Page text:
Caring.Com interview with Jackie Pinkowitz, Board Chair, CCAL
Choice. Privacy. Dignity. Respect. Independence. Autonomy. These are all words that describe what people want to have as they receive care, be it medical treatment, support, or services. They are also words that unfortunately describe what many people are not given when receiving care from healthcare, support, and service providers. Jackie Pinkowitz is the board chair for the Consumer Consortium Advancing Person-Centered Living (CCAL).
Tell us about CCAL.
Jackie Pinkowitz, board chair: CCAL is a national nonprofit consumer advocacy and education organization whose mission is to raise awareness about and advocate for the widespread implementation of person-centered care and living principles, policies, and practices in home and community-based supports and services (HCBS) for elders and individuals with disabilities living at home and in assisted living.
Karen Love, current board treasurer, founded CCAL in 1995 as the only national assisted living consumer organization. In 2010, our board of directors voted to expand our mission so that we could focus on advancing policies, practices, and research to support person-centered living.
What does “Person-Centered Living” mean, exactly?
JP: Regardless of who the individual is or where they live, CCAL advocates for the following Principles of Person-Centered (PC) Living:
- Every elder and individual with a disability is provided choice, privacy, dignity, respect, independence, and autonomy.
- Elders and individuals with disabilities have the right to determine their HCBS needs, decide how best to have those needs met, and to be provided a means to give feedback about the quality and nature of the services and supports.
- A person-centered culture is nurturing, empowering, and respectful, and optimizes the well-being of not only the elder and individual with a disability but also the family and larger caregiving and/or services and support network.
Currently, how much influence does this person in need of care have when it comes to making decisions about the health and care services and standards that are provided to them?
JP: To put your question about influence into perspective, we have to acknowledge that many people feel overwhelmed trying to navigate our health and long-term care system because it is so fragmented. Much is being done to better integrate care across the different settings and healthcare professionals each individual uses in their community. Many local collaboratives are bringing together a variety of stakeholders at the community level to improve care transitions and reduce unnecessary rehospitalizations. But integration is in its early stages and will require time to develop and take hold across our country.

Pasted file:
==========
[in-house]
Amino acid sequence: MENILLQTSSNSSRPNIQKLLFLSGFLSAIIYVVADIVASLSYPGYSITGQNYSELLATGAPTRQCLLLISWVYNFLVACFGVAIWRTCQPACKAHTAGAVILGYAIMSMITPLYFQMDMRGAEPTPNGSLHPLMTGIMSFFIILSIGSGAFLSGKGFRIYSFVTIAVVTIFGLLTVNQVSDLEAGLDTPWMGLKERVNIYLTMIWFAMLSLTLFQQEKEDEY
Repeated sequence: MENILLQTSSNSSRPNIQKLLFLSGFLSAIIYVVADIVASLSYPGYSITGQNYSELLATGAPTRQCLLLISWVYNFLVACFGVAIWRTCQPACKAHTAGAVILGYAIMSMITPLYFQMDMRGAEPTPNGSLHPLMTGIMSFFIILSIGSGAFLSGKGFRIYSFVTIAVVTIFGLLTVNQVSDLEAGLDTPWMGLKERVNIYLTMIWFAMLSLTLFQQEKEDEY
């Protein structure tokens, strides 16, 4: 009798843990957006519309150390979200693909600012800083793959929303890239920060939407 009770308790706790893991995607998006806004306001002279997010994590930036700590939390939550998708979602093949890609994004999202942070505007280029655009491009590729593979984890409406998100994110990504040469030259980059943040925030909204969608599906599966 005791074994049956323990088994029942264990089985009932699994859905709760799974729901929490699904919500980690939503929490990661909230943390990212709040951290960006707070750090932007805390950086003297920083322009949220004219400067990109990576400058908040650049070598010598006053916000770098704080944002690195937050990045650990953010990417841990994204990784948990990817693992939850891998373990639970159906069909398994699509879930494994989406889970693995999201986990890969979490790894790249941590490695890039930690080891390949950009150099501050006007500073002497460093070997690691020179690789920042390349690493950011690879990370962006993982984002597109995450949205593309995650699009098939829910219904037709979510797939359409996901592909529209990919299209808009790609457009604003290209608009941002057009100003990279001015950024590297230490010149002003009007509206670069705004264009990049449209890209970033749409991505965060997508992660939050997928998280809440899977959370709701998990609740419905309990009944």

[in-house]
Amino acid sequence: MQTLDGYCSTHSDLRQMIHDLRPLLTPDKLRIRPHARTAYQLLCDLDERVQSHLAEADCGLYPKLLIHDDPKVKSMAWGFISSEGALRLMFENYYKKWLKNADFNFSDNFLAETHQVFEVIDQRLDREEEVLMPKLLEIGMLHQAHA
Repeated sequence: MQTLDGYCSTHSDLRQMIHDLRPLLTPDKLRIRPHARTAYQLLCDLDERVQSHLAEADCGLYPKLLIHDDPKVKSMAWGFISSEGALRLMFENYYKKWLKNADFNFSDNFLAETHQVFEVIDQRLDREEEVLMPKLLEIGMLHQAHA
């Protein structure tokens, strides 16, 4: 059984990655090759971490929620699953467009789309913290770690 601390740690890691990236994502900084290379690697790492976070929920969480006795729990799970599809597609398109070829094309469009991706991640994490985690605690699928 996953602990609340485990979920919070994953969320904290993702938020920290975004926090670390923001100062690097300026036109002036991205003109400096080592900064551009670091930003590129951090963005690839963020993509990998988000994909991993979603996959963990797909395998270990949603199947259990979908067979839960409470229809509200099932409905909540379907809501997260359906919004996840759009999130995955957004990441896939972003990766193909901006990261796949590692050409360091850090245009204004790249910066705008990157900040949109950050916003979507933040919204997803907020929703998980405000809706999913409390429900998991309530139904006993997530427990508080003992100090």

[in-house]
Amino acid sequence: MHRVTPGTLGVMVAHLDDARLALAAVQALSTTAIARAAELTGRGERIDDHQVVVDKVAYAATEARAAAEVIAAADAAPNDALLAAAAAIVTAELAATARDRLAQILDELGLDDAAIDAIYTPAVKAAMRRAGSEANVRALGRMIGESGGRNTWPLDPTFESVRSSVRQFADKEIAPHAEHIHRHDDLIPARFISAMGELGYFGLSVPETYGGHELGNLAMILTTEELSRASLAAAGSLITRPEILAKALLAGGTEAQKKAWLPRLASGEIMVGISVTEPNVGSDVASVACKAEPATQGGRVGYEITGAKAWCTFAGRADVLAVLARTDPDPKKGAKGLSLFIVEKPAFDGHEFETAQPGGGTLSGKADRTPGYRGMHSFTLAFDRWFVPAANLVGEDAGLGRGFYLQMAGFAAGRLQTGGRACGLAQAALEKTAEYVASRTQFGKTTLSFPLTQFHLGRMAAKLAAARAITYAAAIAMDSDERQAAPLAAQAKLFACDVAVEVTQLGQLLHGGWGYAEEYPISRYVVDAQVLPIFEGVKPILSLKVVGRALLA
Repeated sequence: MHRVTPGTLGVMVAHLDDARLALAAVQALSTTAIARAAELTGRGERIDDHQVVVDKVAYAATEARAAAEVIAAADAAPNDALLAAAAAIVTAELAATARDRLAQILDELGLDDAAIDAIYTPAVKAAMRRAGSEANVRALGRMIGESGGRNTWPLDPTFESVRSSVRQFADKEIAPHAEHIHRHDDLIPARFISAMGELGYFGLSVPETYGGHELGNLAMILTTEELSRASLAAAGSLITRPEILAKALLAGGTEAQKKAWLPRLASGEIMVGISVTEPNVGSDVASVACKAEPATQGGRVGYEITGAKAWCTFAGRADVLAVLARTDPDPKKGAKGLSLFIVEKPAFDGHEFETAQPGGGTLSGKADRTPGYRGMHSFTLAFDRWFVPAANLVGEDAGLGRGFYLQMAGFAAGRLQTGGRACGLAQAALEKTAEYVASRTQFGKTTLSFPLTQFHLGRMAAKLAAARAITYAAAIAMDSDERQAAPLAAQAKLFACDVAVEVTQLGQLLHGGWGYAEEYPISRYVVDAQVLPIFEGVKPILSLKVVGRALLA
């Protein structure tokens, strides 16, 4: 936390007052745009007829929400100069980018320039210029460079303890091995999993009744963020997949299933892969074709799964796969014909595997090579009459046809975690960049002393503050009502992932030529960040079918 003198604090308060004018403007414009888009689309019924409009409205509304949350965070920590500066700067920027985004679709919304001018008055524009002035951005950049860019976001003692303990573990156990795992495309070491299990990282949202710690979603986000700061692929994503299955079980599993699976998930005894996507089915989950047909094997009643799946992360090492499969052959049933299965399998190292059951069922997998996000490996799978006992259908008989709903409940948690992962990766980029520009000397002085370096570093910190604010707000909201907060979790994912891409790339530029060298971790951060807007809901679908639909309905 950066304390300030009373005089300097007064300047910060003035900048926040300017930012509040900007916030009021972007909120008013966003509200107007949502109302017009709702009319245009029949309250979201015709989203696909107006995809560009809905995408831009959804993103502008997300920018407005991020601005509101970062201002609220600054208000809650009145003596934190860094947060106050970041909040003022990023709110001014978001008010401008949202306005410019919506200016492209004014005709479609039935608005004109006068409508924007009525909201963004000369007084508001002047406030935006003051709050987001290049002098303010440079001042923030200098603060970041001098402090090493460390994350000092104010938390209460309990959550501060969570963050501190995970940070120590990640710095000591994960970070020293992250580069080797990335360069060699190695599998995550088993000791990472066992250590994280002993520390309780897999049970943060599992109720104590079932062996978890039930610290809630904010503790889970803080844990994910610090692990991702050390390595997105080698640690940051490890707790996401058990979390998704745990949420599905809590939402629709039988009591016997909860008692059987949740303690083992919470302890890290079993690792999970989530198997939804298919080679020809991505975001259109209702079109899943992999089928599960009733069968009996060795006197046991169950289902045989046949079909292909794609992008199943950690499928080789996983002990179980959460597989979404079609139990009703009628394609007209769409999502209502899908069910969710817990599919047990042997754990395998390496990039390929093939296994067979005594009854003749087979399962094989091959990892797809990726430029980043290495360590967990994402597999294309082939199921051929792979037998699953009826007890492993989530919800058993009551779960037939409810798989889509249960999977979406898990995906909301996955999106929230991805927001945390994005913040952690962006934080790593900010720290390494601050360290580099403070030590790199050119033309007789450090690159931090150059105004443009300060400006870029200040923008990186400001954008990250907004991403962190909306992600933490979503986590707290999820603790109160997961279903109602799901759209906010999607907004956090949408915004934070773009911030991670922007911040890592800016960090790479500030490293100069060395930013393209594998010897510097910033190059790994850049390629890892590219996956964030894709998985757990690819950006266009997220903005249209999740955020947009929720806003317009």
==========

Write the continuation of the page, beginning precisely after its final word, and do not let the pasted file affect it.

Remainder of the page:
Indeed, how much influence each person has over their care is very much related to the degree of person-centeredness their hospital or physician’s practice or residential facility has adopted as part of its commitment to quality outcomes and excellence in patient-family experiences.
The greatest challenge for each person is to truly become a partner and decision maker with their doctors and care teams across the entire spectrum of healthcare services (i.e., for primary, acute, and post-acute care) and long-term supports and services (i.e., home health, residential care, skilled nursing care) they use.
That requires each person to be well informed about their health conditions; to ask lots of questions so that they understand the procedures and medications that each doctor or healthcare professional is recommending; and then consider what their own preferences, goals, and needs are in light of all the information.
Many individuals are fortunate to have a family member or friend assist them in their decision-making process. Others often turn to a professional geriatric care manager for assistance.
What are the aspects of senior care that are most glaring in terms of how they are not meeting the needs, interests, and preferences of the person in need of care?
JP: Just to provide some background on what is glaringly missing, the 2001 Institute of Medicine’s (IOM) report titled “Crossing the Quality Chasm” called for a redesign of the nation’s healthcare system and described healthcare in America as impersonal and fragmented. This report stated that a critical element needed in the redesign was a shift to a person-centered approach, moving away from the traditional clinician-/disease-centered approach.